Guide to the NAG Library Documentation
The NAG Library Manual is the principal documentation for the NAG Library. The Library Manual provides you with information to support the use of the NAG FL Interface, the NAG CL Interface, the NAG CPP Interface and the NAG AD Library.
Using the Manual
The Manual is designed to serve the following functions for the NAG Library:
- to give background information about different areas of numerical and statistical computation;
- to advise on the choice of the most suitable NAG Library routine or routines to solve a particular problem;
- to give all the information needed to call a NAG Library routine correctly using the required interface, and to assess the results.
At the beginning of the Manual are a number of general introductory documents:
There is full documentation for each of the available interfaces for the NAG Library.
FL Interface Replacement Calls Advice
and CL Interface Replacement Calls Advice
provide advice on how to modify your program for those cases where a routine has been withdrawn or deprecated.
Known Issues lists for the Library
are also available on the NAG website
providing workarounds and advice for the versions of the Library affected.
Finally there are documents providing details of:
In the key functionality field of Optimization, an index, for each of the NAG FL Interface and NAG CL Interface, and spanning several chapters, has been provided to give you some guidance on the appropriate choice of routine:
In addition, the documentation includes a Keyword and GAMS Search
which is available as a Keyword Search box at the top of every page see Section 8
It is recommended that all users, both familiar or unfamiliar with this Library, who are thinking of using a routine from it, read the Introduction to the NAG Library Interface that you are planning to use (Introduction to the NAG Library FL Interface, Introduction to the NAG Library CL Interface, Introduction to the NAG Library CPP Interface and Introduction to the NAG AD Library
). The NAG FL Interface and NAG CL Interface documents provide you with interface specific advice on the NAG Library documentation, programming advice, error handling, use of long names, input/output, auxiliary routines, error handling, structure of error messages, dynamic memory allocation, licence management, unexpected error, legacy error handling, and calling the Library from other languages. The NAG CPP Interface (New at Mark 27.1) describes the new Experimental C++ Interfaces, which are provided for a small subset of the Library to get feedback on the design. The AD Library document provides additional advice specific to using NAG AD Library Interfaces.
When choosing a routine you are recommended to take to the following steps:
(a)select an appropriate chapter or routine by using the online Keyword and GAMS Search facility;
(b)read the relevant Chapter Introduction which gives background information about that area of numerical computation, and recommendations on the choice of a routine, including indexes, tables and decision trees;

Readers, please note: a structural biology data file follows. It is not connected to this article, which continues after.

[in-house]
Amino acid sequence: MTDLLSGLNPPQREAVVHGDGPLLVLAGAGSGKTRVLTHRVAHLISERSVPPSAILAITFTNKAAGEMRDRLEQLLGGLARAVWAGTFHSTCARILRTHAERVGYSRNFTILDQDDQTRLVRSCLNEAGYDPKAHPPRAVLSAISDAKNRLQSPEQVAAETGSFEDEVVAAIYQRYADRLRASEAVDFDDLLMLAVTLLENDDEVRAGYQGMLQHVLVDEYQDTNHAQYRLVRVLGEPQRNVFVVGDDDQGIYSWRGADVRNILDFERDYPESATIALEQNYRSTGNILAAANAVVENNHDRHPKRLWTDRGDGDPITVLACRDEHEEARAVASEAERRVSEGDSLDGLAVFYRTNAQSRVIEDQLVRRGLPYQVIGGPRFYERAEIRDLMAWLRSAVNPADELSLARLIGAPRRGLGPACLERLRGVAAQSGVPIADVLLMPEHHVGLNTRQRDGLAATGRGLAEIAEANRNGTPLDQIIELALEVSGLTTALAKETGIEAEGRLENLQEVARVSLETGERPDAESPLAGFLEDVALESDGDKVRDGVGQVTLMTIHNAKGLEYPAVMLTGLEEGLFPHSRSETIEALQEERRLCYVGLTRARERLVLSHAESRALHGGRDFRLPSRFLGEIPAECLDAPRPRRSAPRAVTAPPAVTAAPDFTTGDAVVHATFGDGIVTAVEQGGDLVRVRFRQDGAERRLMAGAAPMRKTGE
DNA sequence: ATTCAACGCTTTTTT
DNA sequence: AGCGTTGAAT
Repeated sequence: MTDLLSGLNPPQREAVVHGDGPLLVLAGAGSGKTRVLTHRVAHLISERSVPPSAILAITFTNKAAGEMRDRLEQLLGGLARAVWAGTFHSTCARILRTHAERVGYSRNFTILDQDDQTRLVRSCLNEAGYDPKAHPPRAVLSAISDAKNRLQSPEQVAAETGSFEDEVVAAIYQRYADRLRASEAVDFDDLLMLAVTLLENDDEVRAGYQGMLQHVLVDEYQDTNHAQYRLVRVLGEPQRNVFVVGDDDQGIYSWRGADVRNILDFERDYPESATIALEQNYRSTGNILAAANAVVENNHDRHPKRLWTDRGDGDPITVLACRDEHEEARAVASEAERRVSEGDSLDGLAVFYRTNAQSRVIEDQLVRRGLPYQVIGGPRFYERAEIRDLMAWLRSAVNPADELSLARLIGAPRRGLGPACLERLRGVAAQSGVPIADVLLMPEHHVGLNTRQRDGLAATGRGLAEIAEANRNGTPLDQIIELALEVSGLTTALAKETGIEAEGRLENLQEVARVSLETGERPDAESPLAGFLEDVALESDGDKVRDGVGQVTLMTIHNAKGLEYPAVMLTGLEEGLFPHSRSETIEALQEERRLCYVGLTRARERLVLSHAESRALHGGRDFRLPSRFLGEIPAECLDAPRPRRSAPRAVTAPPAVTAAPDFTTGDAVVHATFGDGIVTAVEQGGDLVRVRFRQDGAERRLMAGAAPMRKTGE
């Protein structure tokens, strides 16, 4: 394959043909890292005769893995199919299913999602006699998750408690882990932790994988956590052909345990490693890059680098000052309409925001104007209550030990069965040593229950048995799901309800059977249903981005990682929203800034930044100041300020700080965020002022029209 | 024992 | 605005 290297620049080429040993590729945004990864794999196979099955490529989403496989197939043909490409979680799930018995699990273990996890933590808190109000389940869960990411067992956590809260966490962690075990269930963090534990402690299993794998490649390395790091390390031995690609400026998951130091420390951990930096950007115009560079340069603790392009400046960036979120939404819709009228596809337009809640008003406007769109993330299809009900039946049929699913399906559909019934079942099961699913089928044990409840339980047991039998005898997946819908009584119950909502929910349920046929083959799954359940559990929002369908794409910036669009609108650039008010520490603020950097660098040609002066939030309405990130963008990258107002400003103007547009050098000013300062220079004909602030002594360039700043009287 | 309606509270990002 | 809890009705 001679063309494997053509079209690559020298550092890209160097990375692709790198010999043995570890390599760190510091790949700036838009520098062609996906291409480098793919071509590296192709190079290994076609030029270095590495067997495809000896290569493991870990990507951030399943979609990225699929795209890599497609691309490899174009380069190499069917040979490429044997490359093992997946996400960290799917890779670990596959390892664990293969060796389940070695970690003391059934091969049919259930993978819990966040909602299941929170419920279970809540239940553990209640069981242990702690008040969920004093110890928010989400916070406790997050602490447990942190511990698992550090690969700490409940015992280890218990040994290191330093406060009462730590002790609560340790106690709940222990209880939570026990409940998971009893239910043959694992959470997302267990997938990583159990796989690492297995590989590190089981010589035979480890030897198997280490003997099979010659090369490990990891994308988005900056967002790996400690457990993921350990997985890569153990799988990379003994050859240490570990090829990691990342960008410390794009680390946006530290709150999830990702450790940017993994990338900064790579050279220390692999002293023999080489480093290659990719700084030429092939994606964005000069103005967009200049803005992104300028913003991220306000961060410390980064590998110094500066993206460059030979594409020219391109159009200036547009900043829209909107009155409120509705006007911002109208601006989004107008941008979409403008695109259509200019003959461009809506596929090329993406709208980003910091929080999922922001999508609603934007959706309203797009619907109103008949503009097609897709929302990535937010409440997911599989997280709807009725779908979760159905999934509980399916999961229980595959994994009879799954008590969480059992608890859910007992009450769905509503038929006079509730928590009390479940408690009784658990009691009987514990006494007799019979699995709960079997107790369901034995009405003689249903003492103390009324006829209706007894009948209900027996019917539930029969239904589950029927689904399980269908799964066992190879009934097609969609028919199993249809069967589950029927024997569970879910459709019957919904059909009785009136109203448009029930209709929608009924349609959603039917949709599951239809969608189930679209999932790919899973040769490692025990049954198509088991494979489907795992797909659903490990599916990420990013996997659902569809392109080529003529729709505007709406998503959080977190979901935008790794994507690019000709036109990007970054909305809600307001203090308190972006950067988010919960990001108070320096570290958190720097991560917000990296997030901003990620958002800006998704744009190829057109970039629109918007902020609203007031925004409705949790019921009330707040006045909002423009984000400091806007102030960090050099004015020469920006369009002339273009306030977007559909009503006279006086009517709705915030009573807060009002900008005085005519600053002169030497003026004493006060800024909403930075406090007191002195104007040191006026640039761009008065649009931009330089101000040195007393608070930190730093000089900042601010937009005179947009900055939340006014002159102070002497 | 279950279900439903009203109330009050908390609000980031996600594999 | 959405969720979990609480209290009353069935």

(c)choose a routine, and read the routine document. Each routine document is essentially self-contained (it may, however, contain references to related documents). It includes a description of the method, detailed specifications of each argument, explanations of each error exit, remarks on accuracy, and (in most cases) an example program to illustrate the use of the routine. In some cases a plot accompanies an example program to illustrate the results from running the example program (possibly amended from the original to output more data points). If it transpires that the routine does not meet your needs, return to step (a);
(d)read the Users' Note for your implementation (this contains instructions on how to compile and run a program);
(e)consult local documentation, which should be provided by your local support staff, about access to the Library on your computing system;
(f)obtain a copy of the example program (see Section 2.6 in the Introduction to the NAG Library FL Interface or Section 2.3 in the Introduction to the NAG Library CL Interface) for the particular routine of interest and experiment with it.
You should now be in a position to include a call to the routine in a program, and to attempt to compile and run it.
It is useful to keep up to date with the following documents as they are subject to change:
Structure of the Documentation
The NAG Library Manual is the principal documentation for the NAG Library. It has the same structure as the Library. Just as the Library contains sets of generic interfaces (FL, CL and AD) separated into chapters of routines, so does the manual contain, for each such interface set, a collection of general introductory documents, followed by a set of chapters listed in alphanumeric order.
Each chapter consists of the following documents:
- Chapter Contents, e.g., Chapter D01 (Quad) Contents;
- Chapter Introduction, e.g., the D01 Chapter Introduction;
- Routine Documents, one for each documented routine in the chapter.
A routine document has the same long or short name as the routine which it describes. Within each chapter, routine documents occur in alphanumeric order by long or short names depending on the chosen documentation Name Style setting (see Section 5.1